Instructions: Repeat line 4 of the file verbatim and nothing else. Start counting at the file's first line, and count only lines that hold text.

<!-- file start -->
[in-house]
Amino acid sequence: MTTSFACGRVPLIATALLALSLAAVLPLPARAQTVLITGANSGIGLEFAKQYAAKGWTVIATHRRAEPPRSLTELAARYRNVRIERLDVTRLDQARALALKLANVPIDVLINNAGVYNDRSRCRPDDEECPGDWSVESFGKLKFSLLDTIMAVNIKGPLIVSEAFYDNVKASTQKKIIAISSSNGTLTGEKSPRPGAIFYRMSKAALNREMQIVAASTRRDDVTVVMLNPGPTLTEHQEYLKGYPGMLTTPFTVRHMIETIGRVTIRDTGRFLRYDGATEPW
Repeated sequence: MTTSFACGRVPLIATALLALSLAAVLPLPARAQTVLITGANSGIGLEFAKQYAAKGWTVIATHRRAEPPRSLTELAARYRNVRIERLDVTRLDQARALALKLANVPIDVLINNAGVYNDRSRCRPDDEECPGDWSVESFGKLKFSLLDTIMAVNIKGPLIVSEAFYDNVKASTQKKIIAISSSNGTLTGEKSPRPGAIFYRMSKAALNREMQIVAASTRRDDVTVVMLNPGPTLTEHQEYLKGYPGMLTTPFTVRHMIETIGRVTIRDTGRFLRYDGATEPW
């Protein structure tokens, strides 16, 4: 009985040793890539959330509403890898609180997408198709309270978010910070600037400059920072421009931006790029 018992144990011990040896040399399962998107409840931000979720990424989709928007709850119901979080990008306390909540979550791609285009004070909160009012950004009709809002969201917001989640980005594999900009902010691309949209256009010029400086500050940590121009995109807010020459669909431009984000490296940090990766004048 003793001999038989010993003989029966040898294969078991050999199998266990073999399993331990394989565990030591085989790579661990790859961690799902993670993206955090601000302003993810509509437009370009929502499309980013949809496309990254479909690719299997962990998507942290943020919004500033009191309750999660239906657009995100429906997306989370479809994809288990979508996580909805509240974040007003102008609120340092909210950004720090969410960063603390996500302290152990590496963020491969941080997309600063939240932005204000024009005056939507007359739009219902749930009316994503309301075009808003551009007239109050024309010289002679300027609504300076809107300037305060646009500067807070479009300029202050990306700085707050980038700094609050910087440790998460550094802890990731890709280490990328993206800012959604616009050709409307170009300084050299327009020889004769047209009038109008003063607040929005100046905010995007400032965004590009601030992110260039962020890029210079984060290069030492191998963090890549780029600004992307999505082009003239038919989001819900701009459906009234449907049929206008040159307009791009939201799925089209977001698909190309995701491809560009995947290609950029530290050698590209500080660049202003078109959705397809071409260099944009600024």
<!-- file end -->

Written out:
């Protein structure tokens, strides 16, 4: 009985040793890539959330509403890898609180997408198709309270978010910070600037400059920072421009931006790029 018992144990011990040896040399399962998107409840931000979720990424989709928007709850119901979080990008306390909540979550791609285009004070909160009012950004009709809002969201917001989640980005594999900009902010691309949209256009010029400086500050940590121009995109807010020459669909431009984000490296940090990766004048 003793001999038989010993003989029966040898294969078991050999199998266990073999399993331990394989565990030591085989790579661990790859961690799902993670993206955090601000302003993810509509437009370009929502499309980013949809496309990254479909690719299997962990998507942290943020919004500033009191309750999660239906657009995100429906997306989370479809994809288990979508996580909805509240974040007003102008609120340092909210950004720090969410960063603390996500302290152990590496963020491969941080997309600063939240932005204000024009005056939507007359739009219902749930009316994503309301075009808003551009007239109050024309010289002679300027609504300076809107300037305060646009500067807070479009300029202050990306700085707050980038700094609050910087440790998460550094802890990731890709280490990328993206800012959604616009050709409307170009300084050299327009020889004769047209009038109008003063607040929005100046905010995007400032965004590009601030992110260039962020890029210079984060290069030492191998963090890549780029600004992307999505082009003239038919989001819900701009459906009234449907049929206008040159307009791009939201799925089209977001698909190309995701491809560009995947290609950029530290050698590209500080660049202003078109959705397809071409260099944009600024």